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Interview with Danica De Giorgio, Sky News


Event: Interview with Danica De Giorgio, Sky News
Date: Tuesday, 12 December 2023
Speakers: Denita Wawn, CEO Master Builders Australia
Topics: skilled migration; industrial relations; housing


Danica De Giorgio, host Sky News: Construction industry leaders say tradies have been dubbed by the Albanese Government’s overhaul of migration. Under the changes, overseas tradies will be able to enter through a lower-tier pathway but have not been included in a new, highly-skilled visa pathway. Joining me live now is Master Builders Australia CEO Denita Wawn. Denita, thank you for joining us. Were you blindsided by this decision?

Denita Wawn, CEO Master Builders Australia: Well we, of course, were really impressed that the Government has been focussing on skilled migration and looking at how we can resolve skills. We we were shocked to hear yesterday afternoon by the Minister that we have to continue to prove there’s a shortage and I think everyone in Australia knows there is a shortage of tradies. The government’s own data says that. But the thing that’s been the most disappointing is that they’ve created a three-tier system for skilled visas. The first tier is anyone who earns more than $135,000 but there’s a caveat to that. They’ve got to be white-collar workers and anyone who is a trade qualified person whether they’re in building and construction or mining they are now into the second tier. We say that is totally inconsistent with the government’s own data. We’re the biggest needed trade and any specialised skill to meet skill shortages in this country. So why have they differentiated between white-collar and blue-collar workers meaning we’ve got to go through greater hoops to solve the issues around shortages in our sector?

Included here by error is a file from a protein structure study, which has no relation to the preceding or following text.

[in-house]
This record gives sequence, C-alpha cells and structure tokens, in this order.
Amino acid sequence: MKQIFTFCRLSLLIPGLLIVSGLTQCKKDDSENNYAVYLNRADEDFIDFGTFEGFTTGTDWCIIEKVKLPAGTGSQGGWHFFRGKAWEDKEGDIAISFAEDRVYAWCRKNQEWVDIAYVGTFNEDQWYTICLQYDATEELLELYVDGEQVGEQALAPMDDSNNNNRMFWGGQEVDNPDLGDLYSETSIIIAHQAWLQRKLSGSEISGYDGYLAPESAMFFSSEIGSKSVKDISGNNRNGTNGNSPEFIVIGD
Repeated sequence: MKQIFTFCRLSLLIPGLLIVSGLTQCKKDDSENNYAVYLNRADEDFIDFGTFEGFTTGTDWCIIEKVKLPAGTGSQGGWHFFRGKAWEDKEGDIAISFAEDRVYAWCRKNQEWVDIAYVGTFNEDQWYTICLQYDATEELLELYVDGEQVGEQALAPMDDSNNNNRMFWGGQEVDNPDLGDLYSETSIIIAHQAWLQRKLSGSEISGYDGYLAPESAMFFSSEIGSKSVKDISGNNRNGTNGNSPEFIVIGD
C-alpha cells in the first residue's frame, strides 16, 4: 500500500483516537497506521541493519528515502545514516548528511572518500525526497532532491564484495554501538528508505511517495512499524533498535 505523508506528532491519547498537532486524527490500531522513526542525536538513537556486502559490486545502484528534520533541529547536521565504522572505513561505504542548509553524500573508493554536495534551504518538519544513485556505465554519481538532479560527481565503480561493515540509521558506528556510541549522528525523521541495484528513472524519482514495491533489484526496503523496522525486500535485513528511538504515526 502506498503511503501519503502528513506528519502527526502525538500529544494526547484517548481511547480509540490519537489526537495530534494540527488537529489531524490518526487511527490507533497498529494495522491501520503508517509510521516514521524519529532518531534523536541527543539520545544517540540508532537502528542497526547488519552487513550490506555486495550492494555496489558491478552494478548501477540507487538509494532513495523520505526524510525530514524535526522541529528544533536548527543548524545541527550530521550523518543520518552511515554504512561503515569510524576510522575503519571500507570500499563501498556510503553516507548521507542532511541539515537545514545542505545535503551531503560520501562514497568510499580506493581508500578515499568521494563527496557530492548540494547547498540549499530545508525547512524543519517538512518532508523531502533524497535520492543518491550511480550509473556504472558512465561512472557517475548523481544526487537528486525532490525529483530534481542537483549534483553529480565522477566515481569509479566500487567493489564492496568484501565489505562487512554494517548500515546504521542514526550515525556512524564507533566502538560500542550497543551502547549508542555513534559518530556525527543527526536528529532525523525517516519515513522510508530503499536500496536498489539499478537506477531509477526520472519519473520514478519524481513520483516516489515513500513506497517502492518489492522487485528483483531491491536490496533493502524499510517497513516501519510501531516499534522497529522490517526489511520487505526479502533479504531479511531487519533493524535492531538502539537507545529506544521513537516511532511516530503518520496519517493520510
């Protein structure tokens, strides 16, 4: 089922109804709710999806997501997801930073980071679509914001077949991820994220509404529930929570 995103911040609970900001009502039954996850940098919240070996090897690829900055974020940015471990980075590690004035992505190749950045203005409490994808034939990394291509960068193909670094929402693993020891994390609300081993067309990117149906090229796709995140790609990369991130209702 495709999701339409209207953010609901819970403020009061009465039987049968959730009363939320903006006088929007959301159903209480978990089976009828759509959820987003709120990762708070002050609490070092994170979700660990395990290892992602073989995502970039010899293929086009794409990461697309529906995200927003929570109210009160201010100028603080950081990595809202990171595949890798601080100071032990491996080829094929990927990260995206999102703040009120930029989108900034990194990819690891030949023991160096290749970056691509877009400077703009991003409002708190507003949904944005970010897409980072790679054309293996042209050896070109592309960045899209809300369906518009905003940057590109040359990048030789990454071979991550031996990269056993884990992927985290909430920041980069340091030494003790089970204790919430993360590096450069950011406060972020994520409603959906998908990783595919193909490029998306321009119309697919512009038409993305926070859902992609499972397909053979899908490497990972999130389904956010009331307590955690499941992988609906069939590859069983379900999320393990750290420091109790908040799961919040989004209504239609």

Danica: Just on your point before, what do you make of the government seeming to be of the few that there’s no real shortage of tradies to justify fast-tracking workers in from overseas? I mean how many skilled workers are you indeed short?

Denita: Well, we say we’re short nearly half a million people over the next three to five years to meet the demand we’ve got in our sector, particularly in relation to the housing crisis. The Minister has indicated that what she really meant is we will have to continue to go through labour market testing to prove that we have got shortages. Now we agree with the premise that you’ve got to look at each individual visa holder and make sure that they are appropriately qualified but why would we need to prove that we’ve got shortages? That seems incredulous to us. We want to build more homes. We want to build more roads. We want to build more schools and hospitals but we need more workers. Now, of course, we’ve got to look at apprenticeship numbers but nevertheless we also need skilled migrants to assist us so why not put us in that top category? We pay extraordinarily well. So why aren’t we on that top category with white-collar workers?

Danica: And there’s obviously ambitious housing targets across the board. We know the Albanese Government has a target of 1.2 million new homes in the next five years. Given the changes that have been announced, how confident are you that these targets will actually be met?

Denita: Well, we’ve always been positive about trying to meet those targets, but we’ve actually also been realistic and said we need to ensure that the environment is right and we need skilled migration and a prioritisation of skilled migration. We thought we were heading in the right direction but there’s too many caveats that we are worried about. We want to make sure that we’ve got the right productivity in the industrial relations system and the reason why I’m in Brisbane today is we’re holding briefings to our members around the problems of the IR laws that have been proposed to be debated in February, particularly for independent contractors. We need governments to resolve supply constraints. They’ve agreed to it but we’ve seen no action. We’re getting somewhat tired of being told that a lot of changes are going to be made to help us meet those targets, but at this stage, little has been done, and in many instances, more barriers have been put up. So, we really need to restart discussions with government about if they really mean to meet these targets, then they’ve got to work with industry as opposed to constantly putting more barriers in place for us to get to where we need to be and that’s resolving housing for all Australians.

Danica: Yeah, it looks like you’ve got a fight on your hands there. Denita Wawn, thanks for joining us.

Denita: Please, as always.

Media contact:
Dee Zegarac
National Director, Media & Public Affairs
0400 493 071

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